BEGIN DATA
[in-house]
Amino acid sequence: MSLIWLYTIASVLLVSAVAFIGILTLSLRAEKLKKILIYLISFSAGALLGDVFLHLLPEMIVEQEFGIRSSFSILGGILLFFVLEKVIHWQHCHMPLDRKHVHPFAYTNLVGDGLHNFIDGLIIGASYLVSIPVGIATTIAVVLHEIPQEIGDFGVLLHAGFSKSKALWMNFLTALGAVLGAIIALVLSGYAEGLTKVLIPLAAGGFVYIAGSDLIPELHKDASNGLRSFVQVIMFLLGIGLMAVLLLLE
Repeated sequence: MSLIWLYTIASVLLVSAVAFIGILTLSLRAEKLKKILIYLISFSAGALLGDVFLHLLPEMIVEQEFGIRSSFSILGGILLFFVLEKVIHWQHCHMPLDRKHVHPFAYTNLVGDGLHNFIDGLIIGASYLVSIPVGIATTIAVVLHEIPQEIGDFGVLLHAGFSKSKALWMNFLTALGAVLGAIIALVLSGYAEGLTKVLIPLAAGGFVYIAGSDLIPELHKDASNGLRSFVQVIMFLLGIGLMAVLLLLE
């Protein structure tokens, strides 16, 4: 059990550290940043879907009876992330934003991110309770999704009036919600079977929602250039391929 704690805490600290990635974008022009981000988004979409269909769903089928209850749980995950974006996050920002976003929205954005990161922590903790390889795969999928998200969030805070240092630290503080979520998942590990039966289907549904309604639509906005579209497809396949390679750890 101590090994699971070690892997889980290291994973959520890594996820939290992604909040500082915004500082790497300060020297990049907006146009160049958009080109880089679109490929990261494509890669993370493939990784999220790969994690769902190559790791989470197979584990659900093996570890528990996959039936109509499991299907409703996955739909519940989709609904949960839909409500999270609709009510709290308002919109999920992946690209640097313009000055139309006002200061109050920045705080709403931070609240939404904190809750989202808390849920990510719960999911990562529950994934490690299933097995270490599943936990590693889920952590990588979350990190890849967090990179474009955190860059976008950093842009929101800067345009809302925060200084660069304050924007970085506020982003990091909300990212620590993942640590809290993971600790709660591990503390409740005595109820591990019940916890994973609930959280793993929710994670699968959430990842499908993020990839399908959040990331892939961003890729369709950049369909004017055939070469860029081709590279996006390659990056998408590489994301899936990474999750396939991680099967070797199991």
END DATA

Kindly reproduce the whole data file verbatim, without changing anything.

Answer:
[in-house]
Amino acid sequence: MSLIWLYTIASVLLVSAVAFIGILTLSLRAEKLKKILIYLISFSAGALLGDVFLHLLPEMIVEQEFGIRSSFSILGGILLFFVLEKVIHWQHCHMPLDRKHVHPFAYTNLVGDGLHNFIDGLIIGASYLVSIPVGIATTIAVVLHEIPQEIGDFGVLLHAGFSKSKALWMNFLTALGAVLGAIIALVLSGYAEGLTKVLIPLAAGGFVYIAGSDLIPELHKDASNGLRSFVQVIMFLLGIGLMAVLLLLE
Repeated sequence: MSLIWLYTIASVLLVSAVAFIGILTLSLRAEKLKKILIYLISFSAGALLGDVFLHLLPEMIVEQEFGIRSSFSILGGILLFFVLEKVIHWQHCHMPLDRKHVHPFAYTNLVGDGLHNFIDGLIIGASYLVSIPVGIATTIAVVLHEIPQEIGDFGVLLHAGFSKSKALWMNFLTALGAVLGAIIALVLSGYAEGLTKVLIPLAAGGFVYIAGSDLIPELHKDASNGLRSFVQVIMFLLGIGLMAVLLLLE
């Protein structure tokens, strides 16, 4: 059990550290940043879907009876992330934003991110309770999704009036919600079977929602250039391929 704690805490600290990635974008022009981000988004979409269909769903089928209850749980995950974006996050920002976003929205954005990161922590903790390889795969999928998200969030805070240092630290503080979520998942590990039966289907549904309604639509906005579209497809396949390679750890 101590090994699971070690892997889980290291994973959520890594996820939290992604909040500082915004500082790497300060020297990049907006146009160049958009080109880089679109490929990261494509890669993370493939990784999220790969994690769902190559790791989470197979584990659900093996570890528990996959039936109509499991299907409703996955739909519940989709609904949960839909409500999270609709009510709290308002919109999920992946690209640097313009000055139309006002200061109050920045705080709403931070609240939404904190809750989202808390849920990510719960999911990562529950994934490690299933097995270490599943936990590693889920952590990588979350990190890849967090990179474009955190860059976008950093842009929101800067345009809302925060200084660069304050924007970085506020982003990091909300990212620590993942640590809290993971600790709660591990503390409740005595109820591990019940916890994973609930959280793993929710994670699968959430990842499908993020990839399908959040990331892939961003890729369709950049369909004017055939070469860029081709590279996006390659990056998408590489994301899936990474999750396939991680099967070797199991």